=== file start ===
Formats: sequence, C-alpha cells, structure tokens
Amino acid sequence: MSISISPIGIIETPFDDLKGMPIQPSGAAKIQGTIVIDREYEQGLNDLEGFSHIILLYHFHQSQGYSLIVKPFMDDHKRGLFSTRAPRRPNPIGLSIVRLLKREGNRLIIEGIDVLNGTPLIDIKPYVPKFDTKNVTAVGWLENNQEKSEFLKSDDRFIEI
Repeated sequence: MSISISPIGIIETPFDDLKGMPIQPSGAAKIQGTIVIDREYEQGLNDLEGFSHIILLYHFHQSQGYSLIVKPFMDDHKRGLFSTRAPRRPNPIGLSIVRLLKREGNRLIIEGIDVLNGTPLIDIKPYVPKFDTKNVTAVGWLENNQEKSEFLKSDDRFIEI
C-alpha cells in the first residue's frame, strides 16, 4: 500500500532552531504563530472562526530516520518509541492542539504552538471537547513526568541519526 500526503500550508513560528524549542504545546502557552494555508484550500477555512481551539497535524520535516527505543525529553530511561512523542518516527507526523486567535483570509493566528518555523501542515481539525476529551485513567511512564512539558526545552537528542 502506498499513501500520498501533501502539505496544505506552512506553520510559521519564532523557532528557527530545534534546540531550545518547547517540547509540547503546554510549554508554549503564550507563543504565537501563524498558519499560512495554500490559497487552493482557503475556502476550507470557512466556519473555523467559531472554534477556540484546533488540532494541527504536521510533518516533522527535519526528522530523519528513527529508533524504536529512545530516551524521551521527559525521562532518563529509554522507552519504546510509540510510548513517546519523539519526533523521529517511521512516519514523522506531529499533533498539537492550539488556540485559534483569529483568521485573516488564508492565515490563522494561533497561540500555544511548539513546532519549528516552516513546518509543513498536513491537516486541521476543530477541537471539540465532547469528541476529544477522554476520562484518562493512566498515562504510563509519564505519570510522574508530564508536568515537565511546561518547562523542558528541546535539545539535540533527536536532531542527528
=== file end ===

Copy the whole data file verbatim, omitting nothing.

Formats: sequence, C-alpha cells, structure tokens
Amino acid sequence: MSISISPIGIIETPFDDLKGMPIQPSGAAKIQGTIVIDREYEQGLNDLEGFSHIILLYHFHQSQGYSLIVKPFMDDHKRGLFSTRAPRRPNPIGLSIVRLLKREGNRLIIEGIDVLNGTPLIDIKPYVPKFDTKNVTAVGWLENNQEKSEFLKSDDRFIEI
Repeated sequence: MSISISPIGIIETPFDDLKGMPIQPSGAAKIQGTIVIDREYEQGLNDLEGFSHIILLYHFHQSQGYSLIVKPFMDDHKRGLFSTRAPRRPNPIGLSIVRLLKREGNRLIIEGIDVLNGTPLIDIKPYVPKFDTKNVTAVGWLENNQEKSEFLKSDDRFIEI
C-alpha cells in the first residue's frame, strides 16, 4: 500500500532552531504563530472562526530516520518509541492542539504552538471537547513526568541519526 500526503500550508513560528524549542504545546502557552494555508484550500477555512481551539497535524520535516527505543525529553530511561512523542518516527507526523486567535483570509493566528518555523501542515481539525476529551485513567511512564512539558526545552537528542 502506498499513501500520498501533501502539505496544505506552512506553520510559521519564532523557532528557527530545534534546540531550545518547547517540547509540547503546554510549554508554549503564550507563543504565537501563524498558519499560512495554500490559497487552493482557503475556502476550507470557512466556519473555523467559531472554534477556540484546533488540532494541527504536521510533518516533522527535519526528522530523519528513527529508533524504536529512545530516551524521551521527559525521562532518563529509554522507552519504546510509540510510548513517546519523539519526533523521529517511521512516519514523522506531529499533533498539537492550539488556540485559534483569529483568521485573516488564508492565515490563522494561533497561540500555544511548539513546532519549528516552516513546518509543513498536513491537516486541521476543530477541537471539540465532547469528541476529544477522554476520562484518562493512566498515562504510563509519564505519570510522574508530564508536568515537565511546561518547562523542558528541546535539545539535540533527536536532531542527528